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Who Needs Foreign Banks?


  • Daniel Gros


This paper shows that countries with weak banking system and fiscal institutions, should benefit from the presence of foreign banks, which can constitute a commitment and transparency device. Foreign banks can also reduce the probability of self-fulfilling speculative attacks. A strong presence of foreign banks can make a currency peg feasible in the first place by rendering it more resistant to speculative attacks. The European experience is instructive in this respect. In all the 10 countries from Central and Eastern Europe (CEEC) that will join the EU in 2004/7 the banking system is now dominated by foreign banks.

Suggested Citation

  • Daniel Gros, 2003. "Who Needs Foreign Banks?," CESifo Working Paper Series 998, CESifo Group Munich.
  • Handle: RePEc:ces:ceswps:_998

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    References listed on IDEAS

    1. R. T.A. de Haas & I. P.P van Lelyveld, 2004. "Foreign Bank Penetration and Private Sector Credit in Central and Eastern Europe," Journal of Emerging Market Finance, Institute for Financial Management and Research, vol. 3(2), pages 125-151, August.
    2. Marvin Goodfriend & Robert G. King, 1988. "Financial deregulation, monetary policy, and central banking," Economic Review, Federal Reserve Bank of Richmond, issue May, pages 3-22.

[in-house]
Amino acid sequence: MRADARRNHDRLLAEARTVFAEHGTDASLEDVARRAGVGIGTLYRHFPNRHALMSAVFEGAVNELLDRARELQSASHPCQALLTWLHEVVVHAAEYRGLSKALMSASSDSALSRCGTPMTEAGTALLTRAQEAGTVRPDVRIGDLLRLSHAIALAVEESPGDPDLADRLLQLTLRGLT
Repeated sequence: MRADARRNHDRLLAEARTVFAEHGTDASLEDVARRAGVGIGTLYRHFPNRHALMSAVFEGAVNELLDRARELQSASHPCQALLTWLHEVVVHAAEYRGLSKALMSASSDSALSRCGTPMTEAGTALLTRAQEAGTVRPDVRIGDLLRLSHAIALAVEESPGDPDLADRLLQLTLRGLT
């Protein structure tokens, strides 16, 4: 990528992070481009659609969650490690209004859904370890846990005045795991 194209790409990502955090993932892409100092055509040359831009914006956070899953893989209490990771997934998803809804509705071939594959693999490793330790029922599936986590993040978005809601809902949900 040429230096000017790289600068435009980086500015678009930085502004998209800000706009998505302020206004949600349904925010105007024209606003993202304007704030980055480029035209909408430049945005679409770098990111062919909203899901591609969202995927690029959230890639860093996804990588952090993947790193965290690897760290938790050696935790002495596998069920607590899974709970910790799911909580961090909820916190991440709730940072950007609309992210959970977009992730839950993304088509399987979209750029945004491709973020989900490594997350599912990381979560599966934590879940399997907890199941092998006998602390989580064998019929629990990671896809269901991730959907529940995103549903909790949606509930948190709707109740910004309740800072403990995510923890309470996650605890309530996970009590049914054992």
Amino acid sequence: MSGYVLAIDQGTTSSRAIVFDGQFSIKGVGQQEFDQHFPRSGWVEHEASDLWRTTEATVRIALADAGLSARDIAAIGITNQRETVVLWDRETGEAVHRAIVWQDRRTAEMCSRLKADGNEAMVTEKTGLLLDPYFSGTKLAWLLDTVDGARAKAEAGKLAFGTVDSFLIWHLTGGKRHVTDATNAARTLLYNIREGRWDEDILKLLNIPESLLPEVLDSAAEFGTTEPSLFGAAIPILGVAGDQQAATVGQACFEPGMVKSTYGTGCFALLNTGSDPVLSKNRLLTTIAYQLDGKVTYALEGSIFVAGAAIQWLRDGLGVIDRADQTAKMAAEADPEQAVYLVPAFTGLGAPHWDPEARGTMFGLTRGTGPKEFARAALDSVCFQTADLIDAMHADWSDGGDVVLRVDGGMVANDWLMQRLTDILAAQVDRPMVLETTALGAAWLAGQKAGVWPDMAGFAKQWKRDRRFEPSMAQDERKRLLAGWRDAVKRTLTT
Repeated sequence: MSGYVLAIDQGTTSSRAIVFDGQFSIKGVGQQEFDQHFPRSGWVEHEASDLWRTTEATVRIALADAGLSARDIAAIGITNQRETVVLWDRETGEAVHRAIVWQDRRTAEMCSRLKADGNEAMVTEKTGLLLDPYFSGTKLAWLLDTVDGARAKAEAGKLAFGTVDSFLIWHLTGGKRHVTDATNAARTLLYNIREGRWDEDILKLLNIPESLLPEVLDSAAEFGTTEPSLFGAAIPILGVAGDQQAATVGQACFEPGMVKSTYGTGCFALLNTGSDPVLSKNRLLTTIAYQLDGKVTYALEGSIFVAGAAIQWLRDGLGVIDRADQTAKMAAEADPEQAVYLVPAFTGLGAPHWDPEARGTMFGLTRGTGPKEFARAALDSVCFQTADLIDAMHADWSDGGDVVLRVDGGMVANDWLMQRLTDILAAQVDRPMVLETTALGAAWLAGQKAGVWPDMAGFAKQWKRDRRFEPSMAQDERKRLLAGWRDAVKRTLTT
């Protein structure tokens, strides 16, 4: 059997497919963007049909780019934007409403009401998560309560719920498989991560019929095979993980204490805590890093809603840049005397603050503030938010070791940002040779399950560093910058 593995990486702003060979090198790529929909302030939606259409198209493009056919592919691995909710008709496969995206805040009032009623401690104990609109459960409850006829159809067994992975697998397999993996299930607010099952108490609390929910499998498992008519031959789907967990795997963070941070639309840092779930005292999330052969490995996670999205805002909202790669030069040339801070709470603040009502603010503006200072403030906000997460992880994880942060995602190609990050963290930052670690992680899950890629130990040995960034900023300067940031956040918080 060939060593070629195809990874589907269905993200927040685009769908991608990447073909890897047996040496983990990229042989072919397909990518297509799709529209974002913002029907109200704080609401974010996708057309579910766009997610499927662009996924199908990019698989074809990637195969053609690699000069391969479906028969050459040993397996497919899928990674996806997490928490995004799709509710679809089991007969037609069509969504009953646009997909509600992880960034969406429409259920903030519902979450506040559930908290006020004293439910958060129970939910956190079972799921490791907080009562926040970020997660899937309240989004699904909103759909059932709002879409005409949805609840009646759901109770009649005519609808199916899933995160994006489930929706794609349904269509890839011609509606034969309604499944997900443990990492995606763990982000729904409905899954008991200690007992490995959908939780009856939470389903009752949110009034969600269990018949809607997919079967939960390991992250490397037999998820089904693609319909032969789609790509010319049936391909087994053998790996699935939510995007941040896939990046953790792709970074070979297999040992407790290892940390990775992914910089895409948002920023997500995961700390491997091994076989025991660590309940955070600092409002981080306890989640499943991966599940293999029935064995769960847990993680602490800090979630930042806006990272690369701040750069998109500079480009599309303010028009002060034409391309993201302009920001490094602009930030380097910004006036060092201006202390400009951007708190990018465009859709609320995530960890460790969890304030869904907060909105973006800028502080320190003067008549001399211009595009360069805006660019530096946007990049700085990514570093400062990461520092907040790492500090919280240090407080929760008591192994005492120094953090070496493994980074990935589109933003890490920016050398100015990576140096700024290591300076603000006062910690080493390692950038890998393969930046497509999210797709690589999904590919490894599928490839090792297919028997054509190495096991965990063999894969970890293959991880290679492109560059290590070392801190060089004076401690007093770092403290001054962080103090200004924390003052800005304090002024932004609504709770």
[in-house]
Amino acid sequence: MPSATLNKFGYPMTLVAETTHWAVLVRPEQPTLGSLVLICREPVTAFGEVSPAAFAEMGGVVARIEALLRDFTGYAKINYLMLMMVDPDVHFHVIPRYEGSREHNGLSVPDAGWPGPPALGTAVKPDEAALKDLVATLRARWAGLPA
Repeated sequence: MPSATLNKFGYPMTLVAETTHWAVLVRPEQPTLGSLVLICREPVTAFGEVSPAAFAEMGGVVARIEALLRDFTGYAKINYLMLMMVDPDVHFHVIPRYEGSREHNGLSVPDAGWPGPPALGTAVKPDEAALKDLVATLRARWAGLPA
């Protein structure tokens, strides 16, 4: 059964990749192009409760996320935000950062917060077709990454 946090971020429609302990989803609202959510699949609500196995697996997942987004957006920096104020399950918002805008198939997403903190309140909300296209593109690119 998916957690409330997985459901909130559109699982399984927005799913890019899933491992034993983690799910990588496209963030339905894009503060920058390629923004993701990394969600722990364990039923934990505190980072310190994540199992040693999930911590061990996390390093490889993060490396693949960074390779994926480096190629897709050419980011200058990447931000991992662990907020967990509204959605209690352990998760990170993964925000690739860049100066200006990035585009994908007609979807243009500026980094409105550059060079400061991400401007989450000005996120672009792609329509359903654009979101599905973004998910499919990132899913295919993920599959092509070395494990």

3. Erik Berglof & Patrick Bolton, 2002. "The Great Divide and Beyond: Financial Architecture in Transition," Journal of Economic Perspectives, American Economic Association, vol. 16(1), pages 77-100, Winter.
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    Cited by:

    1. Bauer, Christian & Herz, Bernhard & Karb, Volker, 2007. "Are twin currency and debt crises special?," Journal of Financial Stability, Elsevier, vol. 3(1), pages 59-84, April.
    2. Adrian E. Tschoegl, 2004. "Financial Crises and the Presence of Foreign Banks," International Finance 0405016, EconWPA.
    3. Bauer, Christian & Herz, Bernhard & Karb, Volker, 2006. "How likely are macroeconomic crises in the CIS?," Research in International Business and Finance, Elsevier, vol. 20(2), pages 227-238, June.

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